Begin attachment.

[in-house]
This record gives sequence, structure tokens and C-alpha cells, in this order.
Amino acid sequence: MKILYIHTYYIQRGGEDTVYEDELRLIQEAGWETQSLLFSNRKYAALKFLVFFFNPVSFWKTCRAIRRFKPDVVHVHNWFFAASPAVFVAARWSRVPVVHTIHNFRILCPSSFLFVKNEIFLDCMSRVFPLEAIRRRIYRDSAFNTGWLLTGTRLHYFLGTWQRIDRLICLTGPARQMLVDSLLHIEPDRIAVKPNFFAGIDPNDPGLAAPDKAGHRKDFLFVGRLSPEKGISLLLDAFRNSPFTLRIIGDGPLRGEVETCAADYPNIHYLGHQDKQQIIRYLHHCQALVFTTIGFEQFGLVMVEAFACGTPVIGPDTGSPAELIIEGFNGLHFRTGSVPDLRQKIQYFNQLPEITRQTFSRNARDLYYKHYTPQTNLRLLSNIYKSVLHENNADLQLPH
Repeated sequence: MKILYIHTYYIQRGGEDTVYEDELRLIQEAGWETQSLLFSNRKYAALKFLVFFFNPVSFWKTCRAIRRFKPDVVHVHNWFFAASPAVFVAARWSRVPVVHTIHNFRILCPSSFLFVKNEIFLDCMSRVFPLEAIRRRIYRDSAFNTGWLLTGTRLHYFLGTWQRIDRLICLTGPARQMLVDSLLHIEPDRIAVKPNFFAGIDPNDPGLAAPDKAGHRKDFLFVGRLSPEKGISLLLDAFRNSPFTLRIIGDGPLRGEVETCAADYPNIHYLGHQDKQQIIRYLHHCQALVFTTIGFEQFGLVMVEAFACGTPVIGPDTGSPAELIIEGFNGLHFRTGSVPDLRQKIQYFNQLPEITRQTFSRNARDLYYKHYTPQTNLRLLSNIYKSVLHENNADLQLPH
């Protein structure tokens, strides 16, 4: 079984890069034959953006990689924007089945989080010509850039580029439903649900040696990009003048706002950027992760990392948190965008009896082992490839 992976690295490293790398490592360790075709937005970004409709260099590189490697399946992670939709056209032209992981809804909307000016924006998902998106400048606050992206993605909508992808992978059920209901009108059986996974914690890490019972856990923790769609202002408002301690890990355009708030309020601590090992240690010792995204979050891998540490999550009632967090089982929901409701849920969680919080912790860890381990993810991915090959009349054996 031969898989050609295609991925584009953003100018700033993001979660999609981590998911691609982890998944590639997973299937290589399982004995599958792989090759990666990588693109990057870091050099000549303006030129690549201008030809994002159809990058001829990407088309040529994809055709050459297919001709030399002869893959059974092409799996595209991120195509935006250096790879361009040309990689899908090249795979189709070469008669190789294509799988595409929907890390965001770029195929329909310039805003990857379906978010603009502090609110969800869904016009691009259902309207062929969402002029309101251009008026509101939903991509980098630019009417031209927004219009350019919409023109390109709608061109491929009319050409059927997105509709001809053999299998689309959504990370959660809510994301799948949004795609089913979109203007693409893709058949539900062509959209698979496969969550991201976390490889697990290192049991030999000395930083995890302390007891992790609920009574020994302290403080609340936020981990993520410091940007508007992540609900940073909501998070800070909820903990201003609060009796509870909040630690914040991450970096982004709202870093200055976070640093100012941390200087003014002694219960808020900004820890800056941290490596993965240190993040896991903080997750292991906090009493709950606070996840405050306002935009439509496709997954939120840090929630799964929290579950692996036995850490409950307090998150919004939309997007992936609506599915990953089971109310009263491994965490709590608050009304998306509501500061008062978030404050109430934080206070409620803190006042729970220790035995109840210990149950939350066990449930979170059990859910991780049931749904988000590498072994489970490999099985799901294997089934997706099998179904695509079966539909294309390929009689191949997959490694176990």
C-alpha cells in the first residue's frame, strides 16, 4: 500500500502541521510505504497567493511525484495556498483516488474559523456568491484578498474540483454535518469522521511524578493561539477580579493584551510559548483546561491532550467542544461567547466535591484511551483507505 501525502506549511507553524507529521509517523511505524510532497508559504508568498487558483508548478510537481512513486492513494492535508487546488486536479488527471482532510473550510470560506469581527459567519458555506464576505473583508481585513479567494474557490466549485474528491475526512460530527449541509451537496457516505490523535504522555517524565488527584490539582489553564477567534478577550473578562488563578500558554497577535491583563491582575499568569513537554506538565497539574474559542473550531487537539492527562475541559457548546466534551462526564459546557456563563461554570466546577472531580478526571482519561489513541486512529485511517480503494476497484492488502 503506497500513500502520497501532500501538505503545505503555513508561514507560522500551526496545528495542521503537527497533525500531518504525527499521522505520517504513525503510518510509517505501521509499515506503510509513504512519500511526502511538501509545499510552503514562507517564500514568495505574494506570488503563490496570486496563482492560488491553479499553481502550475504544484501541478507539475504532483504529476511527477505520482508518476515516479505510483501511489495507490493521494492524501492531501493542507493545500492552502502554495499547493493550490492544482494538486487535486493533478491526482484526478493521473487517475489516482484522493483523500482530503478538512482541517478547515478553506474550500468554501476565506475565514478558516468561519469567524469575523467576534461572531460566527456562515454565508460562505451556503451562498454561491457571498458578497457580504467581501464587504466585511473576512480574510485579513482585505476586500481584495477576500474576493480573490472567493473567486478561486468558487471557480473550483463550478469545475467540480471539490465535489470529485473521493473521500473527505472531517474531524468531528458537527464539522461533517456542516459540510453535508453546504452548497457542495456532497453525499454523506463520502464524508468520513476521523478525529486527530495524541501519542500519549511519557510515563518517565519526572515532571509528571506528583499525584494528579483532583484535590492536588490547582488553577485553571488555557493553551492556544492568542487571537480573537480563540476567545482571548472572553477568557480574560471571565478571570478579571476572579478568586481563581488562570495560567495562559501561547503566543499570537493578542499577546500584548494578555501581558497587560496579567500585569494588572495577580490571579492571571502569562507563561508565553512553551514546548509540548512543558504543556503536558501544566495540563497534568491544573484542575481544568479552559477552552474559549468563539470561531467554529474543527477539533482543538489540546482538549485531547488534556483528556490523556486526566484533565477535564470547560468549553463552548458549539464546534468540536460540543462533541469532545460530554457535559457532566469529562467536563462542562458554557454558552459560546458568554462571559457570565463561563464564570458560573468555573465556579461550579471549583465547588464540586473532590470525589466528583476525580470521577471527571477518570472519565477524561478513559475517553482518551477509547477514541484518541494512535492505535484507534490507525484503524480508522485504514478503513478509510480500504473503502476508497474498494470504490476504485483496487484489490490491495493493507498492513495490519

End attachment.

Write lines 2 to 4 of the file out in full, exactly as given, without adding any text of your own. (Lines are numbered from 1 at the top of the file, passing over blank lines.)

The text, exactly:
This record gives sequence, structure tokens and C-alpha cells, in this order.
Amino acid sequence: MKILYIHTYYIQRGGEDTVYEDELRLIQEAGWETQSLLFSNRKYAALKFLVFFFNPVSFWKTCRAIRRFKPDVVHVHNWFFAASPAVFVAARWSRVPVVHTIHNFRILCPSSFLFVKNEIFLDCMSRVFPLEAIRRRIYRDSAFNTGWLLTGTRLHYFLGTWQRIDRLICLTGPARQMLVDSLLHIEPDRIAVKPNFFAGIDPNDPGLAAPDKAGHRKDFLFVGRLSPEKGISLLLDAFRNSPFTLRIIGDGPLRGEVETCAADYPNIHYLGHQDKQQIIRYLHHCQALVFTTIGFEQFGLVMVEAFACGTPVIGPDTGSPAELIIEGFNGLHFRTGSVPDLRQKIQYFNQLPEITRQTFSRNARDLYYKHYTPQTNLRLLSNIYKSVLHENNADLQLPH
Repeated sequence: MKILYIHTYYIQRGGEDTVYEDELRLIQEAGWETQSLLFSNRKYAALKFLVFFFNPVSFWKTCRAIRRFKPDVVHVHNWFFAASPAVFVAARWSRVPVVHTIHNFRILCPSSFLFVKNEIFLDCMSRVFPLEAIRRRIYRDSAFNTGWLLTGTRLHYFLGTWQRIDRLICLTGPARQMLVDSLLHIEPDRIAVKPNFFAGIDPNDPGLAAPDKAGHRKDFLFVGRLSPEKGISLLLDAFRNSPFTLRIIGDGPLRGEVETCAADYPNIHYLGHQDKQQIIRYLHHCQALVFTTIGFEQFGLVMVEAFACGTPVIGPDTGSPAELIIEGFNGLHFRTGSVPDLRQKIQYFNQLPEITRQTFSRNARDLYYKHYTPQTNLRLLSNIYKSVLHENNADLQLPH